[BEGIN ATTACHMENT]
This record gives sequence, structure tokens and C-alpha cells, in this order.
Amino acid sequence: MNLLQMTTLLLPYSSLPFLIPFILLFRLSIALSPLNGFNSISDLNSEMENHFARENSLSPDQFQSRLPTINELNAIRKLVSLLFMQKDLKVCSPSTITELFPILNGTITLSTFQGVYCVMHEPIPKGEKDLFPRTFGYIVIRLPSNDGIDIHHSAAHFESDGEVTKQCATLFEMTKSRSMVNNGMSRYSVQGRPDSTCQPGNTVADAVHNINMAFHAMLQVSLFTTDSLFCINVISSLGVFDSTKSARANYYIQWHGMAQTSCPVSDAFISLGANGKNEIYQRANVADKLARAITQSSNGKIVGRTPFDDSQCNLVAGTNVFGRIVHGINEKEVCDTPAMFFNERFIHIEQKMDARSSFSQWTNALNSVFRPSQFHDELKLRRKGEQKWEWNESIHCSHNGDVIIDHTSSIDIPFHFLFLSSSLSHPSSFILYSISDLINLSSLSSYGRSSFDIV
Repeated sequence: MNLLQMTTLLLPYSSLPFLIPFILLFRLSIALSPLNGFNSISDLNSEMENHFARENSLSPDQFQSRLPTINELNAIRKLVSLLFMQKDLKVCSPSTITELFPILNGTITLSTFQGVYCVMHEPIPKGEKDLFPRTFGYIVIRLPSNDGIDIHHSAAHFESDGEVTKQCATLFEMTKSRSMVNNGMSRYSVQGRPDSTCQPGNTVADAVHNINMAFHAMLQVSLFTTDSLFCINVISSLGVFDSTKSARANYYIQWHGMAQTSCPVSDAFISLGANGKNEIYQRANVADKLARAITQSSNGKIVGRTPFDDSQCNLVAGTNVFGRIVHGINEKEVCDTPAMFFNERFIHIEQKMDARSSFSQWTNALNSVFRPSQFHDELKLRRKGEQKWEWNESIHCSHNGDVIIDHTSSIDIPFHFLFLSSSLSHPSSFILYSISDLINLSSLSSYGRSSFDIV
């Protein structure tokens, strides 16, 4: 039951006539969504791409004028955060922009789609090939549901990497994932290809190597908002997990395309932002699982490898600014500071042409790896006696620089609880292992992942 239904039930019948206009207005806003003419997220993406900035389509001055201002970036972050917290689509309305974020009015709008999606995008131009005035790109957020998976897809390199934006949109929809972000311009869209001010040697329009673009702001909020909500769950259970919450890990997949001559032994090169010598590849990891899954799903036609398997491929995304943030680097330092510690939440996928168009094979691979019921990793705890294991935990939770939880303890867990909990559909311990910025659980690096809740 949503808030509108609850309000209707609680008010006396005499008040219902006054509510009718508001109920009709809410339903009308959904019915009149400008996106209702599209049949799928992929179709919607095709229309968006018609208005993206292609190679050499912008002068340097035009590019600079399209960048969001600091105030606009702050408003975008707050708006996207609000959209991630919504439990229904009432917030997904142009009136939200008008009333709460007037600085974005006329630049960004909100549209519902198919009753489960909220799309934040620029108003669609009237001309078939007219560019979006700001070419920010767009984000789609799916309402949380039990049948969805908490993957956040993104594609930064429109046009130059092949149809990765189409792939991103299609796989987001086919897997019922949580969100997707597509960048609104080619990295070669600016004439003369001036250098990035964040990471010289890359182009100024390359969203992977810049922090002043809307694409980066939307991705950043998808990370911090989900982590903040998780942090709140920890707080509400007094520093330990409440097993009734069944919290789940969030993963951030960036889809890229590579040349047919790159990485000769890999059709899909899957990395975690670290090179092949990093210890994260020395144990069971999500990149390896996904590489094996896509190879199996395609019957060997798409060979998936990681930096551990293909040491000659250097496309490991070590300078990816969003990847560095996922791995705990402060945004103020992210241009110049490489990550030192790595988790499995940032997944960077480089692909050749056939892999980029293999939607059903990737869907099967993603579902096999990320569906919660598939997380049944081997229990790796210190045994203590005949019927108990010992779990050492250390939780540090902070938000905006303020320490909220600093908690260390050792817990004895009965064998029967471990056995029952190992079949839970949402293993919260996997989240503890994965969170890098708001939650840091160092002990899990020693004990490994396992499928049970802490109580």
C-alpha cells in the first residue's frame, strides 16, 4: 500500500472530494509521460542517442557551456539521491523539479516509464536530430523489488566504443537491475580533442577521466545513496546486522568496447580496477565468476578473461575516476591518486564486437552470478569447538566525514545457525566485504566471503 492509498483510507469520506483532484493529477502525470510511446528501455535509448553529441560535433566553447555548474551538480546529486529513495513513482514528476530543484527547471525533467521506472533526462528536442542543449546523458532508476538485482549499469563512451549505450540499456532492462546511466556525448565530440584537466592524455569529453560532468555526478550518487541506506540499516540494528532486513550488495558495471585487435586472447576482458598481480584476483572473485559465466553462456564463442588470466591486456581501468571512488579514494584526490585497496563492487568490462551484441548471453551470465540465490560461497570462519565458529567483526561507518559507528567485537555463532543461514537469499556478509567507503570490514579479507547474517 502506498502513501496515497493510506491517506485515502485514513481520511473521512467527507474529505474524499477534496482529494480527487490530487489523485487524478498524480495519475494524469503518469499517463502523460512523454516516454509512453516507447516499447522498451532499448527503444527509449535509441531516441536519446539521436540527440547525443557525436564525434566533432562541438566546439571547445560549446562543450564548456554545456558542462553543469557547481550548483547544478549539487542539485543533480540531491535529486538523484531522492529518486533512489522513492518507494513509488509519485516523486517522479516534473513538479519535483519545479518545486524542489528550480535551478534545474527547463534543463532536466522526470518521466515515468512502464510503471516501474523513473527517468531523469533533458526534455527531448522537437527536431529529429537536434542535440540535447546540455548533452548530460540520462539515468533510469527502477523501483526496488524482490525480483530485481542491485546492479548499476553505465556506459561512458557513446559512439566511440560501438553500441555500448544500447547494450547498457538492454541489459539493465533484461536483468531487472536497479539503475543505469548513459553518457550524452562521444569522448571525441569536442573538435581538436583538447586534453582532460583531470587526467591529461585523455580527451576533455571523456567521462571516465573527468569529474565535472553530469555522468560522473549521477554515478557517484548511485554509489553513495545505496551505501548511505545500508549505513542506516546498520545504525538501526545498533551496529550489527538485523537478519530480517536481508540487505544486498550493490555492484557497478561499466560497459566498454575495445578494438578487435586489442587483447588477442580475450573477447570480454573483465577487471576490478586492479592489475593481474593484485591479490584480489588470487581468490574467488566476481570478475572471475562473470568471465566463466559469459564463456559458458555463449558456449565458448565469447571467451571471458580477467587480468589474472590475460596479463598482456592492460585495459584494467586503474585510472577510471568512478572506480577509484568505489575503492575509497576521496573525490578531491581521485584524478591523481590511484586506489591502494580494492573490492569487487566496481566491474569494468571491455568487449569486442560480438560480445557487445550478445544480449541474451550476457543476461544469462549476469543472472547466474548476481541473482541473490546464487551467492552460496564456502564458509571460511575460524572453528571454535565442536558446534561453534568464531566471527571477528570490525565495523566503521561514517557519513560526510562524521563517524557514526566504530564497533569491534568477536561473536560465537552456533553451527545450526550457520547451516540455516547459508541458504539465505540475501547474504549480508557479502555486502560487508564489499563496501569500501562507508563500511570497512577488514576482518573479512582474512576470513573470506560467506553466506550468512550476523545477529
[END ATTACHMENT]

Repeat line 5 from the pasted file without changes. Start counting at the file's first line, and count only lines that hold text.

C-alpha cells in the first residue's frame, strides 16, 4: 500500500472530494509521460542517442557551456539521491523539479516509464536530430523489488566504443537491475580533442577521466545513496546486522568496447580496477565468476578473461575516476591518486564486437552470478569447538566525514545457525566485504566471503 492509498483510507469520506483532484493529477502525470510511446528501455535509448553529441560535433566553447555548474551538480546529486529513495513513482514528476530543484527547471525533467521506472533526462528536442542543449546523458532508476538485482549499469563512451549505450540499456532492462546511466556525448565530440584537466592524455569529453560532468555526478550518487541506506540499516540494528532486513550488495558495471585487435586472447576482458598481480584476483572473485559465466553462456564463442588470466591486456581501468571512488579514494584526490585497496563492487568490462551484441548471453551470465540465490560461497570462519565458529567483526561507518559507528567485537555463532543461514537469499556478509567507503570490514579479507547474517 502506498502513501496515497493510506491517506485515502485514513481520511473521512467527507474529505474524499477534496482529494480527487490530487489523485487524478498524480495519475494524469503518469499517463502523460512523454516516454509512453516507447516499447522498451532499448527503444527509449535509441531516441536519446539521436540527440547525443557525436564525434566533432562541438566546439571547445560549446562543450564548456554545456558542462553543469557547481550548483547544478549539487542539485543533480540531491535529486538523484531522492529518486533512489522513492518507494513509488509519485516523486517522479516534473513538479519535483519545479518545486524542489528550480535551478534545474527547463534543463532536466522526470518521466515515468512502464510503471516501474523513473527517468531523469533533458526534455527531448522537437527536431529529429537536434542535440540535447546540455548533452548530460540520462539515468533510469527502477523501483526496488524482490525480483530485481542491485546492479548499476553505465556506459561512458557513446559512439566511440560501438553500441555500448544500447547494450547498457538492454541489459539493465533484461536483468531487472536497479539503475543505469548513459553518457550524452562521444569522448571525441569536442573538435581538436583538447586534453582532460583531470587526467591529461585523455580527451576533455571523456567521462571516465573527468569529474565535472553530469555522468560522473549521477554515478557517484548511485554509489553513495545505496551505501548511505545500508549505513542506516546498520545504525538501526545498533551496529550489527538485523537478519530480517536481508540487505544486498550493490555492484557497478561499466560497459566498454575495445578494438578487435586489442587483447588477442580475450573477447570480454573483465577487471576490478586492479592489475593481474593484485591479490584480489588470487581468490574467488566476481570478475572471475562473470568471465566463466559469459564463456559458458555463449558456449565458448565469447571467451571471458580477467587480468589474472590475460596479463598482456592492460585495459584494467586503474585510472577510471568512478572506480577509484568505489575503492575509497576521496573525490578531491581521485584524478591523481590511484586506489591502494580494492573490492569487487566496481566491474569494468571491455568487449569486442560480438560480445557487445550478445544480449541474451550476457543476461544469462549476469543472472547466474548476481541473482541473490546464487551467492552460496564456502564458509571460511575460524572453528571454535565442536558446534561453534568464531566471527571477528570490525565495523566503521561514517557519513560526510562524521563517524557514526566504530564497533569491534568477536561473536560465537552456533553451527545450526550457520547451516540455516547459508541458504539465505540475501547474504549480508557479502555486502560487508564489499563496501569500501562507508563500511570497512577488514576482518573479512582474512576470513573470506560467506553466506550468512550476523545477529